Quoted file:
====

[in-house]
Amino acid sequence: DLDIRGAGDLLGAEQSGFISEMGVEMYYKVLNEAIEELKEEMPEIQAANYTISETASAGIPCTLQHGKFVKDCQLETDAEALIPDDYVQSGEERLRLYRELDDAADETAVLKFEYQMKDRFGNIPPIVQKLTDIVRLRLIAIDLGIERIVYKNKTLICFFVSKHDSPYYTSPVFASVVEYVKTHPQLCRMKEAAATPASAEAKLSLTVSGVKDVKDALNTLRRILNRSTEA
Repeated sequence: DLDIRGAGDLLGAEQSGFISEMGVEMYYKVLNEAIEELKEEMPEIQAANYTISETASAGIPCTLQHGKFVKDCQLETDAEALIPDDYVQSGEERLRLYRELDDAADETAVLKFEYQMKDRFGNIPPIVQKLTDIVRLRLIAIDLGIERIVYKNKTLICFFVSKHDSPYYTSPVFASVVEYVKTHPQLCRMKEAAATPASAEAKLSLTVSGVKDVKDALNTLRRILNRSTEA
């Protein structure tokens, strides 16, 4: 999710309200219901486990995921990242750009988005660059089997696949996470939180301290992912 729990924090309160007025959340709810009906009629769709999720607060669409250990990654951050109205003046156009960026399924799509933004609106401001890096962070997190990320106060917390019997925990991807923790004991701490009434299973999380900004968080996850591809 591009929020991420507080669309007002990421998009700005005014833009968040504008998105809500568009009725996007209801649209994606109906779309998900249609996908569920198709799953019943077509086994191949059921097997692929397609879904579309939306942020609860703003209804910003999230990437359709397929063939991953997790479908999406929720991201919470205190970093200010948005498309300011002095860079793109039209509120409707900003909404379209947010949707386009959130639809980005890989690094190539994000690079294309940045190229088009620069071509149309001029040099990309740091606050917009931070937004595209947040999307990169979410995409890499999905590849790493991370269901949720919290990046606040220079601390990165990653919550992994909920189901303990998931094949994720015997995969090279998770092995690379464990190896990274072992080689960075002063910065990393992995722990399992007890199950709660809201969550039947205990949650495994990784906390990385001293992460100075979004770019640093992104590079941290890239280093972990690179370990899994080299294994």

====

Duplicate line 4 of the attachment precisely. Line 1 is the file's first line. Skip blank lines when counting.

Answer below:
């Protein structure tokens, strides 16, 4: 999710309200219901486990995921990242750009988005660059089997696949996470939180301290992912 729990924090309160007025959340709810009906009629769709999720607060669409250990990654951050109205003046156009960026399924799509933004609106401001890096962070997190990320106060917390019997925990991807923790004991701490009434299973999380900004968080996850591809 591009929020991420507080669309007002990421998009700005005014833009968040504008998105809500568009009725996007209801649209994606109906779309998900249609996908569920198709799953019943077509086994191949059921097997692929397609879904579309939306942020609860703003209804910003999230990437359709397929063939991953997790479908999406929720991201919470205190970093200010948005498309300011002095860079793109039209509120409707900003909404379209947010949707386009959130639809980005890989690094190539994000690079294309940045190229088009620069071509149309001029040099990309740091606050917009931070937004595209947040999307990169979410995409890499999905590849790493991370269901949720919290990046606040220079601390990165990653919550992994909920189901303990998931094949994720015997995969090279998770092995690379464990190896990274072992080689960075002063910065990393992995722990399992007890199950709660809201969550039947205990949650495994990784906390990385001293992460100075979004770019640093992104590079941290890239280093972990690179370990899994080299294994």